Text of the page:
Diane Ackerman has skilfully woven Antonina Zabinska’s
writings about her time at the Warsaw Zoo before and during World War II into a
book that both terrifies and delights.
Antonina, her zookeeper husband Jan, and their son Ryszard, lived in a villa on
the zoo grounds.
“Each morning, when zoo dawn arrived, a starling gushed a medley of stolen
songs, distant wrens cranked up a few arpeggios, and the cuckoos called
monotonously like clocks stuck on the hour.
“Suddenly the gibbons began whooping bugle calls so crazy loud that the wolves
and hunting dogs started howling, the hyenas gibbering, the lions roaring, the
ravens croaking, the peacocks screeching, the rhino snorting, the foxes yelping,
the hippos braying. Next the gibbons shifted into duets, with the males adding
soft squealing sounds between their whoops and the females bellowing streams of
long notes in their ‘great call.’ The zoo hosted several mated pairs and gibbon
couples yodel formal songs complete with overture, codas, interludes, duets and
Warsaw’s first zoo came into being in 1927. Jan Zabinski had the good fortune to
be named director two years later. The Warsaw Zoo was selected to host the 1940
International Association of Zoo Directors’ annual meeting.
On Sept. 1, the hum of German bombers ripped apart life as the Zabinskis had
known it. The zoo stood on the banks of a river with a number of bridges that
became military targets. A Luftwaffe attack destroyed the polar bears’ mountain,
freeing terrified bears. When Polish soldiers found the panicky, blood-stained
bears, they shot them, and then proceeded to kill other dangerous animals who
might escape – lions, tigers and a male elephant.
When her husband is sent to the front, Antonina is left to work with a few
keepers to care for the animals. Sympathetic restaurant owners and housewives
shared leftovers and vegetable and fruit peelings to help the remaining animals
The occupation government decided that Warsaw no longer needed a zoo. Lutz Heck,
a colleague and director of the Berlin Zoo, visited them, promising protection
in Berlin’s zoo to some of their animals and leniency for the rest.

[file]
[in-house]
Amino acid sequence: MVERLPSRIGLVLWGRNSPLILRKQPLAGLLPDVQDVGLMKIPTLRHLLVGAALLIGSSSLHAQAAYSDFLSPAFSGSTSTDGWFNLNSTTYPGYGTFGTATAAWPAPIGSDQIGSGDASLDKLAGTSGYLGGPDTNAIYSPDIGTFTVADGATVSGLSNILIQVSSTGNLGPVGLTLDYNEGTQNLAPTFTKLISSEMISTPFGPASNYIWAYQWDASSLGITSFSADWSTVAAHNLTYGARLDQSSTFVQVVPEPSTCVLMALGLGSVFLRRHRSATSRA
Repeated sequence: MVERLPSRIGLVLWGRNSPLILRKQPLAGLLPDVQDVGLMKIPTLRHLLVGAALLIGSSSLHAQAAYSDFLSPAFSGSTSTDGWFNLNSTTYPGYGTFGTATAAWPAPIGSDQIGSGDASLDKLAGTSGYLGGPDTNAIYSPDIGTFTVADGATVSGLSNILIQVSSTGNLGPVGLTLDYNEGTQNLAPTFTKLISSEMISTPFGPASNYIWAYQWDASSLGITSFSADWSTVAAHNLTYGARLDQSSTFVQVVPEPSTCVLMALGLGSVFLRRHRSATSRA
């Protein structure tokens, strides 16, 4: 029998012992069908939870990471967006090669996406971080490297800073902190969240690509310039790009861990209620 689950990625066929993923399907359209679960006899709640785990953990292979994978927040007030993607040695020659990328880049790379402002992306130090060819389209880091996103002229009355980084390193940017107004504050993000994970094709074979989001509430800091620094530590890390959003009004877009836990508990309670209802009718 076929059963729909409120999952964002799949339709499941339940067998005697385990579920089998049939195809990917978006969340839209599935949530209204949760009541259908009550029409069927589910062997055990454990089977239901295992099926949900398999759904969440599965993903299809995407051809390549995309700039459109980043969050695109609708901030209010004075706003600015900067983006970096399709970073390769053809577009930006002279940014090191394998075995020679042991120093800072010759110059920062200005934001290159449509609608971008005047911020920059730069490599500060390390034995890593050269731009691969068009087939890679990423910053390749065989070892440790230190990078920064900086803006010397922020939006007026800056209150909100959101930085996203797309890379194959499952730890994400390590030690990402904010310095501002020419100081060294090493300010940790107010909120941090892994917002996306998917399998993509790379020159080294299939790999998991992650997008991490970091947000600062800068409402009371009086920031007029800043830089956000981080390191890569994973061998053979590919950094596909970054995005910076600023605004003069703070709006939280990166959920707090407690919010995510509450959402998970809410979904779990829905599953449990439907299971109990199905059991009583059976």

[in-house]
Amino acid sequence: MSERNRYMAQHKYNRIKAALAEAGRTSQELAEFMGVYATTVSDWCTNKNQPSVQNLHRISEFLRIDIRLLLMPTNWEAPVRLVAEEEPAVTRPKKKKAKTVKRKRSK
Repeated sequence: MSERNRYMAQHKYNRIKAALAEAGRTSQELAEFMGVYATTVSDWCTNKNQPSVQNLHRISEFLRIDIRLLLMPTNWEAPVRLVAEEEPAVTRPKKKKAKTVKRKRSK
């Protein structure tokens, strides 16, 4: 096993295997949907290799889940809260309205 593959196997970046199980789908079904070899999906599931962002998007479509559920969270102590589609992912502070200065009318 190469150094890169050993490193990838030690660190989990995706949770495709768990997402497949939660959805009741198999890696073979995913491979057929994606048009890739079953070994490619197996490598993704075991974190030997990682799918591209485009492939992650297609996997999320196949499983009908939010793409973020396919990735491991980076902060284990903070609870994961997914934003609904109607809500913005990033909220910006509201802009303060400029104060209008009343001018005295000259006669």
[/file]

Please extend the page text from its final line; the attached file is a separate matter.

Heck was obsessed with resurrecting three pure-blooded, extinct species:
Neolithic horses (forest tarpans), aurochsen (the wild forbearers of European
cattle) and the European or forest bison.
He believed he could selectively breed existing animals to create ones that more
closely resembled the extinct ones that caught his fancy. The animals he chose
all thrived in Poland –some in the Warsaw Zoo.
Not trusting Heck’s promises, the Zabinskis understood their zoo was lost. They
offered a proposal: using the remaining buildings to house a pig farm. They
hoped the German need to feed soldiers would make the idea acceptable. Even
more, they hoped the arrangement would be approved because the Germans needed
food for soldiers, but it would also give cover to resistance work and allow
them to aid friends and acquaintances in the Warsaw Ghetto.
Having the farm allowed Jan to go regularly into the Ghetto to collect scraps
for the pigs. It also allowed him to carry notes and small packets of food.
Jan had an affinity for Jewish people. His atheist father had sent him to the
only school in Warsaw that didn’t require studying religion. About 80 percent of
the students there were Jewish.
The shell of the zoo provided a place for Jews in hiding and on the move to
rest. Ones who could blend in with Poles received false papers and moved onward.
Others spent years at the zoo. Some of these guests stayed in the villa where
the Zabinskis lived; others stayed in the empty cages where animals had once
been. A flow of legal guests – uncles, aunts, cousins and friends – came often
and randomly, helping to camouflage the hidden ones. In all, they were able to
save more than 300 doomed people.
This book contains heart-wrenching scenes of inexplicable cruelty to animals.
But it also soars on wings of great courage and kindness.
© Jeannette M. Hartman, 2010